Saturday, March 22, 2008

Time To Negotiate!

The recent turmoil in the financial markets, the Bear Stearns collapse, the impending drop in employment in the city, and a national economy in recession, marks a specific opportunity. The Manhattan real estate market has been on fire for years, and for years potential buyers have been waiting for the market to cool and for prices to come in a bit. All indications lead to the conclusion that the time has come. There is no doubt that we have found ourselves in a buyer's market and, for once, prices are truly negotiable. Why? Aside from the obvious Wall Street/financial and national economic trends, fear and timing are working to a buyer's advantage. As I have mentioned before, February is the natural low point for real estate sales in the city. Every year, after the bonus bounce wears off there comes a point in February where the buyers dry up. Every year I talk to brokers and agents around the industry at that time, and everyone seems to be in some sort of panic, wondering if and when the clients come back. And, every year, as sure as daffodils start blooming in Central Park, the buyer come flowing back into the market during the spring. Most experienced developers recognize this trend and keep their powder dry and wait for the buyers to come back. This year is different. There is true fear in the market. While the surge of development inventory is past it's peak, most developers who have any portion of their building(s) unsold are more than willing to make concessions so that they can finish off a project and move on. They recognize that the market has slowed, and while they are confident in the market, they fear the worst and would rather not take their chances.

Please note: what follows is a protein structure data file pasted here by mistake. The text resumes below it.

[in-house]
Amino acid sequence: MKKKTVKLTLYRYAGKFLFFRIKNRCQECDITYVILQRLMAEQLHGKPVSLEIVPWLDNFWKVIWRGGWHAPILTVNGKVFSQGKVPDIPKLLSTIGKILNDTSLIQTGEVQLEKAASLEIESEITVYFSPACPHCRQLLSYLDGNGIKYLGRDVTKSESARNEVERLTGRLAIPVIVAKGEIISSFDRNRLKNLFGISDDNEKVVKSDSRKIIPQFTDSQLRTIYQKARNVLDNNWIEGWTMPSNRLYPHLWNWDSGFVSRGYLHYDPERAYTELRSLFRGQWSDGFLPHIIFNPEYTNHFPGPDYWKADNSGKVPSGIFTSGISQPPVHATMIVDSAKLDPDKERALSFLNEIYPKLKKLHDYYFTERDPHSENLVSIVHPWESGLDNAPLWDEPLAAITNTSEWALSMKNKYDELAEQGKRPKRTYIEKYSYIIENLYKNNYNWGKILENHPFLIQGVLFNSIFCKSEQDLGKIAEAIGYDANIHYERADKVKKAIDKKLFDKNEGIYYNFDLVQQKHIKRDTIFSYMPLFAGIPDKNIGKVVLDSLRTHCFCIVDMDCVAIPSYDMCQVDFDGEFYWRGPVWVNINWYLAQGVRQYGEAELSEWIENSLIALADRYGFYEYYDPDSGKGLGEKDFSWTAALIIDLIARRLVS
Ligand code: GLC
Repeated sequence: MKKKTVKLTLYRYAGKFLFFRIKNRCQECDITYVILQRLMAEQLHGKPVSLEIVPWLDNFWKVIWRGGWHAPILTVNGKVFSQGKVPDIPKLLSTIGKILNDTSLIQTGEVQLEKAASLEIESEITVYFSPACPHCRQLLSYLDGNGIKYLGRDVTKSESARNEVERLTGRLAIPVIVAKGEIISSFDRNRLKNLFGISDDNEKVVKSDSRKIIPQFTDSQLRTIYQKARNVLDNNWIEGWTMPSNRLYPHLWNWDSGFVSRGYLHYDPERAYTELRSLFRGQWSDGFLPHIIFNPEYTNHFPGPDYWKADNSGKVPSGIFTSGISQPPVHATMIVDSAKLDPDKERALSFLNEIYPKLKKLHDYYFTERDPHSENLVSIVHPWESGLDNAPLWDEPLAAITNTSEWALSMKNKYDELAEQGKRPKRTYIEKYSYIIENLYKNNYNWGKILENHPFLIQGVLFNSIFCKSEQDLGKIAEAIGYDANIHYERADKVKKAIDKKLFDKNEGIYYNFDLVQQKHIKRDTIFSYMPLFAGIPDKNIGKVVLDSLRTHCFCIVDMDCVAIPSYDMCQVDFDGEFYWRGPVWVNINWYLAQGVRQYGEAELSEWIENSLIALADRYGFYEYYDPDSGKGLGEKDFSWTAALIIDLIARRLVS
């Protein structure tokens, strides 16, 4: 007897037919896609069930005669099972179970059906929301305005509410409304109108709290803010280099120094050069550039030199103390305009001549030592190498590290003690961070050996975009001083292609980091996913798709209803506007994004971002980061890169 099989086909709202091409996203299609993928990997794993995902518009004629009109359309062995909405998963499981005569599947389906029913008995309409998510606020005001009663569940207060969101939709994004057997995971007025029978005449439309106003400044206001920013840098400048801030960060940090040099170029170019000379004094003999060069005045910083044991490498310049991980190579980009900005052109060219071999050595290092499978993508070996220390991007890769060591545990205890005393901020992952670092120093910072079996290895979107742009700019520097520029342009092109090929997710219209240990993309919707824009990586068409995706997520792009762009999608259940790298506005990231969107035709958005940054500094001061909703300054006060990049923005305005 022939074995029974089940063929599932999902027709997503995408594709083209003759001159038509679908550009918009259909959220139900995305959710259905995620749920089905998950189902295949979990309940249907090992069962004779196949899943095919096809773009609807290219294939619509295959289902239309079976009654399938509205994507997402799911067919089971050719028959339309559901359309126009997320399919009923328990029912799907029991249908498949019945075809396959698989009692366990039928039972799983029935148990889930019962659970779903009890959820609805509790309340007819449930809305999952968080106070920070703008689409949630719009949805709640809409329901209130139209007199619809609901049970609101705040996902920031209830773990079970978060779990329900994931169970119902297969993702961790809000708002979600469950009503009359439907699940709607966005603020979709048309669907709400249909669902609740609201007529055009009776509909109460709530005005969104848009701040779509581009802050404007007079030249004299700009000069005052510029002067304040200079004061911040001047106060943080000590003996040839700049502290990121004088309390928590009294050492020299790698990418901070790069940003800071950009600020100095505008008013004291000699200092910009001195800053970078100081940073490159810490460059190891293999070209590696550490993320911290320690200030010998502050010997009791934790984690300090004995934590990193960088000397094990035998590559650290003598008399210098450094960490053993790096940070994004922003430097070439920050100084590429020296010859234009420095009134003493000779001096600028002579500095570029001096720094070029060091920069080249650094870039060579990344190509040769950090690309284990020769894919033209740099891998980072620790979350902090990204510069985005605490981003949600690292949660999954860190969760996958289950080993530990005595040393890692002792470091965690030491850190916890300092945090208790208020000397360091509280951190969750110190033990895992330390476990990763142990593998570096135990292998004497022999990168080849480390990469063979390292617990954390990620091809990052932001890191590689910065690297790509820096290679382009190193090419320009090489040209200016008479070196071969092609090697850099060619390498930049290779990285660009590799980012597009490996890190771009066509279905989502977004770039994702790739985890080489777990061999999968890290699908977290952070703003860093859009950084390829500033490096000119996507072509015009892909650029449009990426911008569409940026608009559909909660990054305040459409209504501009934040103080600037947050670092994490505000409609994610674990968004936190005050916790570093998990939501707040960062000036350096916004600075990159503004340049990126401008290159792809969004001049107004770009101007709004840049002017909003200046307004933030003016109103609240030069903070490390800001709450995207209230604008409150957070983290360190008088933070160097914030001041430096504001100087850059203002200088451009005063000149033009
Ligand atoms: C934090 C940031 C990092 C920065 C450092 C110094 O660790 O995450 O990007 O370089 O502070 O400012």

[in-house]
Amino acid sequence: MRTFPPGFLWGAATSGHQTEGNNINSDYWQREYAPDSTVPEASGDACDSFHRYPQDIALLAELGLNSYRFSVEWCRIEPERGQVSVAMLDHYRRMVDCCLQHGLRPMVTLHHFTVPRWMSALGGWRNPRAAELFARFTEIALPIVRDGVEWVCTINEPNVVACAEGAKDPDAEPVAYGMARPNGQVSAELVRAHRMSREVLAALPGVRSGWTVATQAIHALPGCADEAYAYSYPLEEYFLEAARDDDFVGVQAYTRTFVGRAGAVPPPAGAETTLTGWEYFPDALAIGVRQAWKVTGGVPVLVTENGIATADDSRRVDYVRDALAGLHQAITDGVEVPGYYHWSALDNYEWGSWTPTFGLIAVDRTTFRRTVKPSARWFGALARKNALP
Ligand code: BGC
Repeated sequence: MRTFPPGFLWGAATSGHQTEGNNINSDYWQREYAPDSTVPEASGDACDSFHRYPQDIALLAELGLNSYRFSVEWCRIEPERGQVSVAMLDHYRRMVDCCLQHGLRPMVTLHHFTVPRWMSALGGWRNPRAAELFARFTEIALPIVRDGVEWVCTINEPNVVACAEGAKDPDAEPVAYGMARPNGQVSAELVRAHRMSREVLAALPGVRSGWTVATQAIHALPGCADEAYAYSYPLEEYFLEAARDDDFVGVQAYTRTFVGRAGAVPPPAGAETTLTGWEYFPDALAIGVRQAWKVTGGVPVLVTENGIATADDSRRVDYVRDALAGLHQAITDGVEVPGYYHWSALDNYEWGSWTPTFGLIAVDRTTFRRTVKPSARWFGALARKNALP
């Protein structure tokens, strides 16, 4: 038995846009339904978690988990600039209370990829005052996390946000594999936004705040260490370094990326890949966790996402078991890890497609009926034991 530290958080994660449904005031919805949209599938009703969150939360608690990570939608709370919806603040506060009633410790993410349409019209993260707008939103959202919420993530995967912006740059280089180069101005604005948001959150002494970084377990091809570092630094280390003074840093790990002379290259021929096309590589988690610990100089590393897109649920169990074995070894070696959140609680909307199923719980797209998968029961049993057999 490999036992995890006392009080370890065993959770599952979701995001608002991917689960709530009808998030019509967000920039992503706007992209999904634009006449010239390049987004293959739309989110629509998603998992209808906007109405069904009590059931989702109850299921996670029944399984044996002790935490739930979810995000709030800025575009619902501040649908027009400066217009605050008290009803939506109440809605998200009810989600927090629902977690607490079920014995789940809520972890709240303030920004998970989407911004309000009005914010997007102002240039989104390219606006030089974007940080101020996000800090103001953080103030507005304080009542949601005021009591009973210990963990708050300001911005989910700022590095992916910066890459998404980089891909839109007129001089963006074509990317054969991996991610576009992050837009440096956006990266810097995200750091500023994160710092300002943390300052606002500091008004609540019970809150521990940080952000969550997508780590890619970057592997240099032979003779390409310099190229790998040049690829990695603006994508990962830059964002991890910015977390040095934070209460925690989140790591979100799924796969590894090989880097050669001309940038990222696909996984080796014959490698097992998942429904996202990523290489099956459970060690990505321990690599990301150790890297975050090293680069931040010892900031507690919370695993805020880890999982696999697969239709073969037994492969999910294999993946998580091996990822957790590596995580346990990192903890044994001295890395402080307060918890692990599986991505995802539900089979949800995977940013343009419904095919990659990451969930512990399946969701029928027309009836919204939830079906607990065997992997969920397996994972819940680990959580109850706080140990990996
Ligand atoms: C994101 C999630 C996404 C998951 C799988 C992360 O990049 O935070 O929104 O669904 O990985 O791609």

It is important to understand how to negotiate and what is important to developers. While there are a handful of developers who have reduced prices in Manhattan, this is, generally speaking, not the most palatable way to go for most of them. If a developer has sold a majority of it's units at a given price, say a 2 bedroom for $2Mil., they hate to book the same type of apartment at $1.8Mil.. To do so only ruffles the feathers of those that they have already sold to. So, the developer wants sales recorded at or only around what previous similar listings have sold for. So, the real discounts are in the details. There are 3 paths to a discounted price.
First, a "closing credit". A closing credit really works for both the developer and the buyer. On that $2Mil. apartment, rather than discount the price $100k, and record the sale at a lower price than others have paid, a developer would be much more apt to sell it to you for $2Mil, and give you a $100k back at closing. With this method, the various taxes are paid and recorded at the higher price, but you get money back.
Second, closing costs. Again, the developer may not want to reduce the price for appearances, but you could save significantly by asking them to pick up some or all of the closing costs. Closing costs for a new condo can run up to and above 5%, so this represents significant potential savings.
Finally, broker representation can make a big difference- particularly by a small yet experienced and savvy firm (like A. Fine Company). I have found that my relationships as a broker have gone a long way to getting the right price. A good broker can work effectively as an intermediary in negotiations and feel out the sponsor without insulting them. I have also experienced sponsors who have been willing to bend for me where they may not for others because they like the way that my company works.
My experience is that the real estate market revolves around fear and greed. These primary emotions change rapidly and the second that owners get the idea that the market is firming, negotiating power vanishes. That's why I see this period of time as an opportunity. Truth is, there are many, many positive fundamentals going for our market. Obviously, the island is only so large, but there are positive demographic trends (families staying in the city, retirees moving in), low rates, a cheap dollar, and very little new inventory in the works, to name just a few of the positives looking forward.
So, with a little help, and a little strategy, a new home can be yours for less than you might expect.

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